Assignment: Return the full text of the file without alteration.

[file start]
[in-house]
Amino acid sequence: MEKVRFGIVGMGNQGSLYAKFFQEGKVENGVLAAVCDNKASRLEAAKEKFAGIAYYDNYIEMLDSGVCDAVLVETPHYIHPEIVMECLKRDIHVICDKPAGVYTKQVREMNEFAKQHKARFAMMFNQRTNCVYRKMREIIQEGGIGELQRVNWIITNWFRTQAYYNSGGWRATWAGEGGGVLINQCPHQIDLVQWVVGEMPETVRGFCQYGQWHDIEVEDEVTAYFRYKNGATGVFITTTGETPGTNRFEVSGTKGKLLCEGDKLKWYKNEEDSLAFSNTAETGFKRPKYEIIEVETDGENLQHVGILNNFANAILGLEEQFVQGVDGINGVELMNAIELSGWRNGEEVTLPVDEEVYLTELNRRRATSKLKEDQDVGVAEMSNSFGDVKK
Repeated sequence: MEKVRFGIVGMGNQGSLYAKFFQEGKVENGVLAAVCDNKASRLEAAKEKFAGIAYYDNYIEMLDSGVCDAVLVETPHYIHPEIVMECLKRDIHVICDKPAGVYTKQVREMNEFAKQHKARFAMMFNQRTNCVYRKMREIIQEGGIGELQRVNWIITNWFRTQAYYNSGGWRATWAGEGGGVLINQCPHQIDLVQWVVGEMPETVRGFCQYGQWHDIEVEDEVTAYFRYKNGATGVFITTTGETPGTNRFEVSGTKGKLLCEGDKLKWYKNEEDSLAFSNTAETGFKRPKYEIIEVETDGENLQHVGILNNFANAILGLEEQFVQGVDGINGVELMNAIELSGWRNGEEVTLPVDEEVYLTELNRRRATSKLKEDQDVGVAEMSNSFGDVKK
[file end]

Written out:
[in-house]
Amino acid sequence: MEKVRFGIVGMGNQGSLYAKFFQEGKVENGVLAAVCDNKASRLEAAKEKFAGIAYYDNYIEMLDSGVCDAVLVETPHYIHPEIVMECLKRDIHVICDKPAGVYTKQVREMNEFAKQHKARFAMMFNQRTNCVYRKMREIIQEGGIGELQRVNWIITNWFRTQAYYNSGGWRATWAGEGGGVLINQCPHQIDLVQWVVGEMPETVRGFCQYGQWHDIEVEDEVTAYFRYKNGATGVFITTTGETPGTNRFEVSGTKGKLLCEGDKLKWYKNEEDSLAFSNTAETGFKRPKYEIIEVETDGENLQHVGILNNFANAILGLEEQFVQGVDGINGVELMNAIELSGWRNGEEVTLPVDEEVYLTELNRRRATSKLKEDQDVGVAEMSNSFGDVKK
Repeated sequence: MEKVRFGIVGMGNQGSLYAKFFQEGKVENGVLAAVCDNKASRLEAAKEKFAGIAYYDNYIEMLDSGVCDAVLVETPHYIHPEIVMECLKRDIHVICDKPAGVYTKQVREMNEFAKQHKARFAMMFNQRTNCVYRKMREIIQEGGIGELQRVNWIITNWFRTQAYYNSGGWRATWAGEGGGVLINQCPHQIDLVQWVVGEMPETVRGFCQYGQWHDIEVEDEVTAYFRYKNGATGVFITTTGETPGTNRFEVSGTKGKLLCEGDKLKWYKNEEDSLAFSNTAETGFKRPKYEIIEVETDGENLQHVGILNNFANAILGLEEQFVQGVDGINGVELMNAIELSGWRNGEEVTLPVDEEVYLTELNRRRATSKLKEDQDVGVAEMSNSFGDVKK